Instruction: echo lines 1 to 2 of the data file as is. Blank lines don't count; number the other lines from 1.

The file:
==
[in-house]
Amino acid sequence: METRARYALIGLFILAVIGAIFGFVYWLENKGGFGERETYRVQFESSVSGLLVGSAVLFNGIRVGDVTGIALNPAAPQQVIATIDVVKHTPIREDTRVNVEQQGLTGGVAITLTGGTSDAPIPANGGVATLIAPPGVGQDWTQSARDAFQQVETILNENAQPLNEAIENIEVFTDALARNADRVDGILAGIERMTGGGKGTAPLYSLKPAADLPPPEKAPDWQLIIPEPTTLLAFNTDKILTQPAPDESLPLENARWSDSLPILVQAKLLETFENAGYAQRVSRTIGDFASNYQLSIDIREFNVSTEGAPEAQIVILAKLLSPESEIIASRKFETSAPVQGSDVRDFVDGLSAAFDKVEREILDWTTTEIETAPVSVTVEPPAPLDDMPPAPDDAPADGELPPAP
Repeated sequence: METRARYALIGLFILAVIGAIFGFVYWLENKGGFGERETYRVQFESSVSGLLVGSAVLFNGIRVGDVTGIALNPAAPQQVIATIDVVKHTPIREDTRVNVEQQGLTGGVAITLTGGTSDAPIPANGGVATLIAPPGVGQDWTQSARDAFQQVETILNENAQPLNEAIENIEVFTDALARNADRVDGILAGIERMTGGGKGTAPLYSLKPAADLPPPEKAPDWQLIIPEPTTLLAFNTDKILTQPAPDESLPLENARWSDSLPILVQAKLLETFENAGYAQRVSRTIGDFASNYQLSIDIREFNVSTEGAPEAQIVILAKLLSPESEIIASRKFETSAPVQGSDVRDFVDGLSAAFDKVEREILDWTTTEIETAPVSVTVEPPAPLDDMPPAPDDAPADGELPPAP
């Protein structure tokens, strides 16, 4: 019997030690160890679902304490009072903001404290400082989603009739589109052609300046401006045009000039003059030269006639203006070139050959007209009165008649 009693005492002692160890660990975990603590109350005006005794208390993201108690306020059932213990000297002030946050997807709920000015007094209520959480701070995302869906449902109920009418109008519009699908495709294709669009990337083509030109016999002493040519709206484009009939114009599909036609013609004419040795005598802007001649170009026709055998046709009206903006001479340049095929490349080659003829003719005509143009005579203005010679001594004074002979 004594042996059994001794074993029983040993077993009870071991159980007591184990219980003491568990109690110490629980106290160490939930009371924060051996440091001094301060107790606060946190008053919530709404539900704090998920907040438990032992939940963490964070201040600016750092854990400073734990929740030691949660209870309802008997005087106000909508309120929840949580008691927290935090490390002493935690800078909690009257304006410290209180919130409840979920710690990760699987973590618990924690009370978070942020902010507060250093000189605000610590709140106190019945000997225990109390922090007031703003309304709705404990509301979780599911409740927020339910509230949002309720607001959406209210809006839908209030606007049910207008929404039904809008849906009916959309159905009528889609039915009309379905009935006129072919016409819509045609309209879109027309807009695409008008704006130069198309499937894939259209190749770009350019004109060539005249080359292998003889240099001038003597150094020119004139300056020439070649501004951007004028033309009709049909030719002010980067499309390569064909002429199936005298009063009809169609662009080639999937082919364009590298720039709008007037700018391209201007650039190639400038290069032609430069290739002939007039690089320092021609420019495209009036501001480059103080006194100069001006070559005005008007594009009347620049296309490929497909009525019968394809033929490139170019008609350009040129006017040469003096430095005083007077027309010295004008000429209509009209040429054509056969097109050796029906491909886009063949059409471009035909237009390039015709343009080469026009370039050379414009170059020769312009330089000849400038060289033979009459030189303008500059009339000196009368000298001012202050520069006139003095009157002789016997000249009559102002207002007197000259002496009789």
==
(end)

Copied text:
[in-house]
Amino acid sequence: METRARYALIGLFILAVIGAIFGFVYWLENKGGFGERETYRVQFESSVSGLLVGSAVLFNGIRVGDVTGIALNPAAPQQVIATIDVVKHTPIREDTRVNVEQQGLTGGVAITLTGGTSDAPIPANGGVATLIAPPGVGQDWTQSARDAFQQVETILNENAQPLNEAIENIEVFTDALARNADRVDGILAGIERMTGGGKGTAPLYSLKPAADLPPPEKAPDWQLIIPEPTTLLAFNTDKILTQPAPDESLPLENARWSDSLPILVQAKLLETFENAGYAQRVSRTIGDFASNYQLSIDIREFNVSTEGAPEAQIVILAKLLSPESEIIASRKFETSAPVQGSDVRDFVDGLSAAFDKVEREILDWTTTEIETAPVSVTVEPPAPLDDMPPAPDDAPADGELPPAP